Nutritional influences on dietary selection patterns of obese and lean Zucker rats

Thomas W. Castonguay, Neil E. Rowland, Judith S. Stern

Research output: Contribution to journalArticle

8 Scopus citations

Abstract

Little is known about the behavioral, nutritional, and metabolic events that control dietary intake quality. Two experiments are described that manipulate nutritional conditions that have been hypothesized to affect dietary item choice so as to assess what effect, if any, the added factor of genetic obesity has in modifying the response to these manipulations. In the first experiment, 5 week old male obese and lean Zucker rats were fed a diet that varied in protein content (10%, 20%, or 60% casein by weight) for ten weeks. They were then allowed to select a diet from three separate macronutrient sources (casein, starch, or corn oil). Although body weights at the end of the 10 week maintenance period were markedly different, selection patterns were not influenced by pre-feeding different levels of protein. Obese rats selected a diet that was higher in fat and lower in protein than the diets composed by lean rats. In the second experiment, four groups of 7 month old obese and lean Zucker rats were given access to one of four diets that varied in protein content (5%, 10%, 15%, or 20% casein by weight). In addition, each rat was periodically given access to a 32% sucrose solution. Access to sucrose promoted increases in total caloric intake, independent of the protein content of the diet. Obese rats typically ate more calories per day than did their lean littermates. Results from these experiments suggest that food item selection is determined more by factors associated with obesity than by factors associated with dietary history.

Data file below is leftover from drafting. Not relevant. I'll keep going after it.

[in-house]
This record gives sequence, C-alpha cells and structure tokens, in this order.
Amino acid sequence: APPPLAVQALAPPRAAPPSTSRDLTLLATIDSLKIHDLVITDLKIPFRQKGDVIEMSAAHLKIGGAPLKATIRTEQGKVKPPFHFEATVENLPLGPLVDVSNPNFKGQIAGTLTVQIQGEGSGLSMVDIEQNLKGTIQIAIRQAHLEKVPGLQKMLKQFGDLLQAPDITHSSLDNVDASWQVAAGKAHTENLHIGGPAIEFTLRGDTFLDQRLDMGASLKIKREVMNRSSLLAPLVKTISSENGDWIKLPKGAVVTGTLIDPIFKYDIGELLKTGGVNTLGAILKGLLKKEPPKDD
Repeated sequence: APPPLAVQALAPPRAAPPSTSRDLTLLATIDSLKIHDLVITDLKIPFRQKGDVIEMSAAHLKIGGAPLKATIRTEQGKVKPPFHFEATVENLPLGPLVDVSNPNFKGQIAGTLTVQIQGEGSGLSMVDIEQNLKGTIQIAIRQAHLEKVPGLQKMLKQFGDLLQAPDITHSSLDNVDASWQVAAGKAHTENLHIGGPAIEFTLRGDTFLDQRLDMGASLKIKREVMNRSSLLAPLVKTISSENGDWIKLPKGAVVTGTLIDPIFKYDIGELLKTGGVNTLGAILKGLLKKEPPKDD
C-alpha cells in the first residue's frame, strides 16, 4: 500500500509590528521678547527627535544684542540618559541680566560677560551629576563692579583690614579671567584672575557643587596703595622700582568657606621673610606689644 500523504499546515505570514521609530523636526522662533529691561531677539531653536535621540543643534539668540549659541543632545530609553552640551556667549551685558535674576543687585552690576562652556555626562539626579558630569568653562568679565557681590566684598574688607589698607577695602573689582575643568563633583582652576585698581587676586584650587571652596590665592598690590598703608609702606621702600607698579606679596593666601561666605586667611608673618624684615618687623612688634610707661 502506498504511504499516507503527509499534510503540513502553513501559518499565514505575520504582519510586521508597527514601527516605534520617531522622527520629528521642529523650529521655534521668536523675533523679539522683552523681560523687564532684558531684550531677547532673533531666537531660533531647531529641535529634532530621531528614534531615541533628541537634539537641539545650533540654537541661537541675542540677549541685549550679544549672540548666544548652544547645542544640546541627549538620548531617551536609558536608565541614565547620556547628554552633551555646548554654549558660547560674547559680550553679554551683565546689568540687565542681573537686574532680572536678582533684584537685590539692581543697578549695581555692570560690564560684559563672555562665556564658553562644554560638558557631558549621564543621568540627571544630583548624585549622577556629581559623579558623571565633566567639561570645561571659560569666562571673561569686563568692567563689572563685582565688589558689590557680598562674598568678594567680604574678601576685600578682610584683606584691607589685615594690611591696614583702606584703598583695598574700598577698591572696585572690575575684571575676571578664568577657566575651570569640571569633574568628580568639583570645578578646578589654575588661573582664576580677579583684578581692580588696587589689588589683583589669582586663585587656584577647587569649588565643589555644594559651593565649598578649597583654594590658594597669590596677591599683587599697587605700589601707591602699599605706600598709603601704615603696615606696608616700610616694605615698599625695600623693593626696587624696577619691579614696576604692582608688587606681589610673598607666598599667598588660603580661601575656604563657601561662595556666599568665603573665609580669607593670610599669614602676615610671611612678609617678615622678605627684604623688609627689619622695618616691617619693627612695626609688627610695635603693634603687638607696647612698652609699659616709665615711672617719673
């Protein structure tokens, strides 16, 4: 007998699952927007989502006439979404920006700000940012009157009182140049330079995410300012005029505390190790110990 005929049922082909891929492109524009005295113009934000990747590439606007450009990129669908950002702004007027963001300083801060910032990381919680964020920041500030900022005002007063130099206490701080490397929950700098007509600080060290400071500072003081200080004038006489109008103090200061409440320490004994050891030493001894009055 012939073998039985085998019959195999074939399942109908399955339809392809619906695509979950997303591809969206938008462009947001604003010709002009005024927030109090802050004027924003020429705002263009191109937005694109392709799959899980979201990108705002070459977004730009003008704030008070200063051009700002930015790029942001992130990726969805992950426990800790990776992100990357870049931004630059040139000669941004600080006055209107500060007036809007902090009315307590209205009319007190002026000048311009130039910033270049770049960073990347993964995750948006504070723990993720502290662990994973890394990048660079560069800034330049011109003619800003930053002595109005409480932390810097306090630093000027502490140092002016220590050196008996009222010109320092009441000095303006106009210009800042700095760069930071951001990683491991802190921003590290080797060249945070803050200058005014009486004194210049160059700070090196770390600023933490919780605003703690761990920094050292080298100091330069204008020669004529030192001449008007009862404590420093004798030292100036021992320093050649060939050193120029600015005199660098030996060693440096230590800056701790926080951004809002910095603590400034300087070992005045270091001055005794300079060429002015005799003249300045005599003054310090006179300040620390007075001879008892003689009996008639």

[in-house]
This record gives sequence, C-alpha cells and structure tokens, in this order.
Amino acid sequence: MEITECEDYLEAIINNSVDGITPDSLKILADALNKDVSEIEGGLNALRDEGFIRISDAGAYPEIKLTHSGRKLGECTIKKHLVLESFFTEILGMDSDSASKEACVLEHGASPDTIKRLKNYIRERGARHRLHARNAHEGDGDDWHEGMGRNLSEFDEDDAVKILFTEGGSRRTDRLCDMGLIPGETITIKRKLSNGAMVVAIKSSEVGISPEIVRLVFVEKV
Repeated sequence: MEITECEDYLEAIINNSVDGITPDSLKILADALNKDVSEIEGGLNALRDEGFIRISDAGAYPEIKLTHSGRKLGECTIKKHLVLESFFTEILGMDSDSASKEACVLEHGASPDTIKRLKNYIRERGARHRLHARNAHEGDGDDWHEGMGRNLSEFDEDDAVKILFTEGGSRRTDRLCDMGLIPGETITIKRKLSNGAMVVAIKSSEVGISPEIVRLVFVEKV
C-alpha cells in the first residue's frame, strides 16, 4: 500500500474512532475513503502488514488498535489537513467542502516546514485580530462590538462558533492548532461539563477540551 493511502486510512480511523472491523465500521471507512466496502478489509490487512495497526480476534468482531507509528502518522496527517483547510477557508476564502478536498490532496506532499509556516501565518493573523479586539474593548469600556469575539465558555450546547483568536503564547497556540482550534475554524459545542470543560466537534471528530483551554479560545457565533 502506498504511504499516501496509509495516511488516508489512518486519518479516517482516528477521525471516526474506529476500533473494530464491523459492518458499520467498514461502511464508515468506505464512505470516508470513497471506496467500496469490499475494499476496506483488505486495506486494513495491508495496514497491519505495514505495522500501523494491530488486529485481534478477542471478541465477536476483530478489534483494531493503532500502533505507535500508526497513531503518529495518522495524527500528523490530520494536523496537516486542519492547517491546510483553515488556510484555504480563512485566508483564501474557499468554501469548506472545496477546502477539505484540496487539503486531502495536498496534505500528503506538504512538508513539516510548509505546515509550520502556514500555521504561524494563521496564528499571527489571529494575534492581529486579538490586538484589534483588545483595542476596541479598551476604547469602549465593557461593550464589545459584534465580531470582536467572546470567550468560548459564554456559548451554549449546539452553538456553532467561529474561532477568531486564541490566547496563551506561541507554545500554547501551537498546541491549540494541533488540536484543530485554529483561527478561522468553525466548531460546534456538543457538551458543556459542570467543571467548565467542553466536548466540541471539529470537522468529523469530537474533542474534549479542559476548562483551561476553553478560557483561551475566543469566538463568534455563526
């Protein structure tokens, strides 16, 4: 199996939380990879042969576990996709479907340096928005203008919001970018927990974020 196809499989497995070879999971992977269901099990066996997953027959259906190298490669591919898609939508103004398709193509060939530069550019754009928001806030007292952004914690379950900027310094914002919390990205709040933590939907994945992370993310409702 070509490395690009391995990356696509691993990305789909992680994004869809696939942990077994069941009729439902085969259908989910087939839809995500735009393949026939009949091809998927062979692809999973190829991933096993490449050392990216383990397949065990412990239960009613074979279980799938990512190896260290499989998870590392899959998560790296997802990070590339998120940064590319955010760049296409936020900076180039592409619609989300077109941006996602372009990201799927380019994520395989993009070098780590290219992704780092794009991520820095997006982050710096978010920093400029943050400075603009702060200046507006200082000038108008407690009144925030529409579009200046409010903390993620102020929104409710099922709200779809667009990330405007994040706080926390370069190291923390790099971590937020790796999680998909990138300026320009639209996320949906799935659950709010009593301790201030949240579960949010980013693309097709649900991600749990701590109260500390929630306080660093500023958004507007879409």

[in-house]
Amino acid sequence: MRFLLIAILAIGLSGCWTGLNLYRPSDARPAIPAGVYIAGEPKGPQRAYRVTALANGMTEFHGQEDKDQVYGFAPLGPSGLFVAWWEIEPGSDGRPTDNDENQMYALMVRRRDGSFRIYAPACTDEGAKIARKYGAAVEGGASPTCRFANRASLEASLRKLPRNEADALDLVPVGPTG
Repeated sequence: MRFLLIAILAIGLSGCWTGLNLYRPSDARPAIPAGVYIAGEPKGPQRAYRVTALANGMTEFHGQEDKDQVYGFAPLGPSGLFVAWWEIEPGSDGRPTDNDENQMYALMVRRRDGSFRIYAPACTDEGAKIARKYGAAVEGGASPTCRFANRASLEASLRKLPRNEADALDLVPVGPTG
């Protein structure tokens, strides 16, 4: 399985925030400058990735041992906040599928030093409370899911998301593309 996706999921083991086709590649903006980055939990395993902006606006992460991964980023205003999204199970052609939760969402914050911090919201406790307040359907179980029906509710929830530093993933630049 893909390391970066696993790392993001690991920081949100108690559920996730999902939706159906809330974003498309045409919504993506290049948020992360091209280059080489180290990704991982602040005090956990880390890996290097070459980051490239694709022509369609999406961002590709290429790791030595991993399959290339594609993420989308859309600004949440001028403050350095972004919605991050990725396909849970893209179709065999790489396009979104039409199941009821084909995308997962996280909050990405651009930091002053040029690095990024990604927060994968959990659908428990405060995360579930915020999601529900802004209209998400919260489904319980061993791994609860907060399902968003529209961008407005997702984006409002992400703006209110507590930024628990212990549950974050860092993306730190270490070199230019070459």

Original languageEnglish (US)
Pages (from-to)625-631
Number of pages7
JournalBrain Research Bulletin
Volume14
Issue number6
DOIs
StatePublished - 1985

Keywords

  • Adrenalectomy
  • Caloric regulation
  • Corticosterone
  • Protein regulation
  • Sucrose
  • Zucker rats

ASJC Scopus subject areas

  • Neuroscience(all)

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